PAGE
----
The Condition No One Wants to Talk About
Diagnosis and Treatment of Andropause Is Hindered by Stigma
Andropause refers to symptoms men may experience as testosterone levels decrease during the normal aging process. Andropause is also sometimes referred to as testosterone deficiency (Low-T), androgen deficiency, and late-onset hypogonadism (LOH). Not all men experience low testosterone symptoms; however, for those who do, the symptoms can have serious consequences related to how they feel and their quality of life. Unwarranted stigmas associated with the disorder can discourage men from seeking treatment and may make it difficult for some to discuss their symptoms with health care providers. This can result in underdiagnoses and undertreatment, leading to potentially significant risks such as cardiovascular disease, osteoporosis, and diabetes. Despite the significant benefits for some men, testosterone replacement therapy (TRT) carries its own risk, which makes it essential for health care professionals to feel comfortable openly discussing the condition and potential treatment options with patients.
Andropause vs Female Menopause
Hypogonadism symptoms may include the following:
• Mood and mental function changes: anxiety, depression, mood swings, irritability, poor sleep, difficulty concentrating, poor short-term memory, decreased motivation, and low self-esteem.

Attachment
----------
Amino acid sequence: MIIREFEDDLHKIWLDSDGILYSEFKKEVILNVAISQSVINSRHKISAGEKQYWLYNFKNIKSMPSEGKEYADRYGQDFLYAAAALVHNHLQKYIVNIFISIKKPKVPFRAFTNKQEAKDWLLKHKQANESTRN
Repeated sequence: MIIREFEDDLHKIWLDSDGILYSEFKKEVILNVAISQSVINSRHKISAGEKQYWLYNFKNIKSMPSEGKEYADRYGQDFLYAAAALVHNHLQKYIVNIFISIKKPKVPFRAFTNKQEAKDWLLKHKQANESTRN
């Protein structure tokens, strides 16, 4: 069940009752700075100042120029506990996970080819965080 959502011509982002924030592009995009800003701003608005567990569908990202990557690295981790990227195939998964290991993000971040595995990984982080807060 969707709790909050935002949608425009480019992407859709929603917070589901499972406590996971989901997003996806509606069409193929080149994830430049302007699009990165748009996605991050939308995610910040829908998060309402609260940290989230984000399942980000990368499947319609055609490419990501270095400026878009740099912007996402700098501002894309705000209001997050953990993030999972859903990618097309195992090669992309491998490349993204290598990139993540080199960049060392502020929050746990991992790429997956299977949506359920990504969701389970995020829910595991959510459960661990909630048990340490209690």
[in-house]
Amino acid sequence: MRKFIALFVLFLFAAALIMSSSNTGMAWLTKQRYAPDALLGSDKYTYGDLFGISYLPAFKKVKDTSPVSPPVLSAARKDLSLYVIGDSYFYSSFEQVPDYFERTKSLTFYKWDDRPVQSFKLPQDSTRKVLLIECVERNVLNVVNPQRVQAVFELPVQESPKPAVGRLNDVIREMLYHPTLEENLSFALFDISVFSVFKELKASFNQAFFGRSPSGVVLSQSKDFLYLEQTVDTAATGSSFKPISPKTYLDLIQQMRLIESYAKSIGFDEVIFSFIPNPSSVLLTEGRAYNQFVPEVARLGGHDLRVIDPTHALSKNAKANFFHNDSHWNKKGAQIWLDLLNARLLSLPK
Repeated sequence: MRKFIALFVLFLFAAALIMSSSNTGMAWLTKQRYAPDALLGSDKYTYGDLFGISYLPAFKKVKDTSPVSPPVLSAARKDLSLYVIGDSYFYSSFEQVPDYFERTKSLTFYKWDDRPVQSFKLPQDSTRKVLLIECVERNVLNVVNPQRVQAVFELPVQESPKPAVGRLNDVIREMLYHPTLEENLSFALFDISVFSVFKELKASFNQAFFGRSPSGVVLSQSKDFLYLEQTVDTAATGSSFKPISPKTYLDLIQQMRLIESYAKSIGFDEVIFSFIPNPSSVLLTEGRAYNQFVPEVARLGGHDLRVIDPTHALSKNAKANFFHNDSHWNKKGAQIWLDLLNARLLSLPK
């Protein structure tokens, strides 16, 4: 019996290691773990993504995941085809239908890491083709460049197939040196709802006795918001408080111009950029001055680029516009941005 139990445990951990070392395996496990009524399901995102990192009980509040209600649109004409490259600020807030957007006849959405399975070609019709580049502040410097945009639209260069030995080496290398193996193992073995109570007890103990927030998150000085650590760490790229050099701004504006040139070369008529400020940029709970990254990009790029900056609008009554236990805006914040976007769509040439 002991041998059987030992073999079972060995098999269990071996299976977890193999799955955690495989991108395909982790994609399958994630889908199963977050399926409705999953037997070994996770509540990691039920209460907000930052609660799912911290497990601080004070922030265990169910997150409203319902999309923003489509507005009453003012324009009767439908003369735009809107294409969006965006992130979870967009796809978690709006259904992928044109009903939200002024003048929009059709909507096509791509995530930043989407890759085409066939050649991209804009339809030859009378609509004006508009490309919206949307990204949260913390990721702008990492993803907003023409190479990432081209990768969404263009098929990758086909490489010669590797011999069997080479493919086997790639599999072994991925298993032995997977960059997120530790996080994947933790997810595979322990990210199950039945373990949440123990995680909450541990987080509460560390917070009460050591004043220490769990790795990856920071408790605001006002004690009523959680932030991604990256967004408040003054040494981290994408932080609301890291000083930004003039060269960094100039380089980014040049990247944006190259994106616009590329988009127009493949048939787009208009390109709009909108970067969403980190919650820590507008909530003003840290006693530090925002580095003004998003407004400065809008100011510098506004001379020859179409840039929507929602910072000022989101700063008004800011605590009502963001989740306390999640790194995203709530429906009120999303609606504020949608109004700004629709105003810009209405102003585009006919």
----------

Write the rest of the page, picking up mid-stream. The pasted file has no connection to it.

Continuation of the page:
• Virility changes: decreased physical energy, decreased muscle strength, constant tiredness, and joint pain.
• Alterations in circulatory and nervous systems: sweating, hot flashes, and insomnia or other sleep disorders.
• Sexual function changes: infertility, reduced libido, erectile dysfunction (ED), and impaired ejaculation.
• Changes in physical appearance: abnormal weight gain, gynecomastia, decreased testicle size, loss of body hair, loss of muscle mass, and height loss.
• Changes in body metabolism and chemistry: increased body fat and cholesterol, decreased bone density (osteoporosis), and reduced red blood cells.
Underdiagnoses and Undertreatment
The Endocrine Society defines hypogonadism as a combination of low testosterone levels and the presence of any of these symptoms: drop in sex drive (libido), ED and loss of spontaneous erections, lowered sperm count and infertility, breast enlargement or tenderness, reduced energy, hot flashes (when testosterone levels are very low), increased irritability, inability to concentrate, and depressed mood.6 There should be at least two early morning (7–10 am) blood tests that reveal low testosterone, with low testosterone levels typically noted as being less than 300 ng/dL or free testosterone less than 5 ng/dL should be used.